Just over 14 months ago, Jamie Nieto was among the elite athletes in the world, a two-time Olympic high jumper helping coach future jumpers.
But when Nieto, who finished fourth in the high jump in 2004 and sixth in 2012, attempted to show his pupils his signature celebration — a backflip — he slipped when he jumped, sending him straight back rather than into a somersault. Minutes later he was in a helicopter on the way to a nearby Los Angeles hospital. Post-surgery, Nieto couldn’t move much other than his shoulders. And after three grueling months of rehab, he finally went home, as detailed by the Associated Press.
But that was just the beginning of the process to start walking again. While getting funding from friends, family and the track community, Nieto slowly progressed. He has started work on a book about his recovery that he hopes to turn into a movie while documenting his physical therapy via Instagram. With fiancée Shevon Stoddart, who he met in 2010 and proposed to in 2016, by his side, he started walking again:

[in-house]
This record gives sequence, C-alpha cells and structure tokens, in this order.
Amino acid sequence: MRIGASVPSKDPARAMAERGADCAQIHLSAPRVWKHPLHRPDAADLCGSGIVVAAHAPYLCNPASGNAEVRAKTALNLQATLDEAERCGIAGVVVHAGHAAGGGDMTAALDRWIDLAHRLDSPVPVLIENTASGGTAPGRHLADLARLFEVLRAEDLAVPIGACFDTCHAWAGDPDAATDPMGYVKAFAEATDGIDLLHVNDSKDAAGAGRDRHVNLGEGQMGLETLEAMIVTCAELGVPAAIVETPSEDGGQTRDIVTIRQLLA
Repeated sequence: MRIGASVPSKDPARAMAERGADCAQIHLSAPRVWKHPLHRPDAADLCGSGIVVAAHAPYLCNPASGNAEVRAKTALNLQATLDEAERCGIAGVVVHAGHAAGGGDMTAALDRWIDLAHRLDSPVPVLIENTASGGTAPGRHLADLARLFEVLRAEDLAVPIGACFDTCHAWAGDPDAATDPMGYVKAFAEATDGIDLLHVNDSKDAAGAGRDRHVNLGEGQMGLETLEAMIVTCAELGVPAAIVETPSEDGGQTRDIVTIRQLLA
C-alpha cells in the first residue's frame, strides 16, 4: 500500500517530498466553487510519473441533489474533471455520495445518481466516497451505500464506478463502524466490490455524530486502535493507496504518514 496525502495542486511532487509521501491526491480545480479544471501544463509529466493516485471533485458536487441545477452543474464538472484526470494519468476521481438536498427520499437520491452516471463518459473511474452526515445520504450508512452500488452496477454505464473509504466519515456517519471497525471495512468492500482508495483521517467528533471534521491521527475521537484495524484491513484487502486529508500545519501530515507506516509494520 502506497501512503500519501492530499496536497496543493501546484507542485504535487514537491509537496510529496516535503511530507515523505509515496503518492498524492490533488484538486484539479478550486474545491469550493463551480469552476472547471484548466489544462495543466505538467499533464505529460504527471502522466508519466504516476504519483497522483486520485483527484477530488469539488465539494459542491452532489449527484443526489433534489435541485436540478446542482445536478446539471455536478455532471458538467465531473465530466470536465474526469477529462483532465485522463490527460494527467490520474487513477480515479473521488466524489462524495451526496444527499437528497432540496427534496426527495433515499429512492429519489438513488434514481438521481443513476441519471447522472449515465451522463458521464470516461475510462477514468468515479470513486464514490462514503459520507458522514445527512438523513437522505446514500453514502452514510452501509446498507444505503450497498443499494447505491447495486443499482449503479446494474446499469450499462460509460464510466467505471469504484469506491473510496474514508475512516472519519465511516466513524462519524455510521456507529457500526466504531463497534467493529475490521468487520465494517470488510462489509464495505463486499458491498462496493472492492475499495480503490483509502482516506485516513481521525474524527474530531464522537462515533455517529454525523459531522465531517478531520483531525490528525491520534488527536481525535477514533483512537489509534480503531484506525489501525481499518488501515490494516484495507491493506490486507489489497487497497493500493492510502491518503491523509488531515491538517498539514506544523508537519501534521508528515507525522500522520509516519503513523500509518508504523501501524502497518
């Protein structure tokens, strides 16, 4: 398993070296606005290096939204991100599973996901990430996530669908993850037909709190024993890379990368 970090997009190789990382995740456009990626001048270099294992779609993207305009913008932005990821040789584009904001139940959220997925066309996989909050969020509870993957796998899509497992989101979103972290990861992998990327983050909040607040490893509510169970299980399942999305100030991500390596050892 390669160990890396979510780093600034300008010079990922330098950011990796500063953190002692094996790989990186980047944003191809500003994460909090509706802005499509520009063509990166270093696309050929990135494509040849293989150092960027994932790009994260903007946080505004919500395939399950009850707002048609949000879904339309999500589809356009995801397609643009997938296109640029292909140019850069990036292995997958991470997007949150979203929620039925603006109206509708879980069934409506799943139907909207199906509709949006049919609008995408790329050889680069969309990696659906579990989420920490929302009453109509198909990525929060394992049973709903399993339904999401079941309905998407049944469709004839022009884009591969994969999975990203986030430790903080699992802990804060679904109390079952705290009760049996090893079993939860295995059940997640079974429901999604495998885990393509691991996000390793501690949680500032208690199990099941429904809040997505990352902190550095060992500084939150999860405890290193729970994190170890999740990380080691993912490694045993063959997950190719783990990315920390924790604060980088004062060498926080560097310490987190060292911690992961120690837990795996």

In mid-October, they went to a jewelry store to pick up the ring they’d selected. He proposed to her on the spot and in his wheelchair. He promised he would be ready to walk down the aisle by the wedding date.
A few months ago, that didn’t seem likely without assistance. He could only take six shaky steps on his own.
Soon, it was 23 steps. Then 53, 80 and now 130 for their wedding at a church in San Diego.
Stoddart, a former Olympic hurdler for Jamaica, continues to push him to walk even greater distances, and the two are set to be married on July 22. And Nieto will be walking to the altar, a truly incredible feat.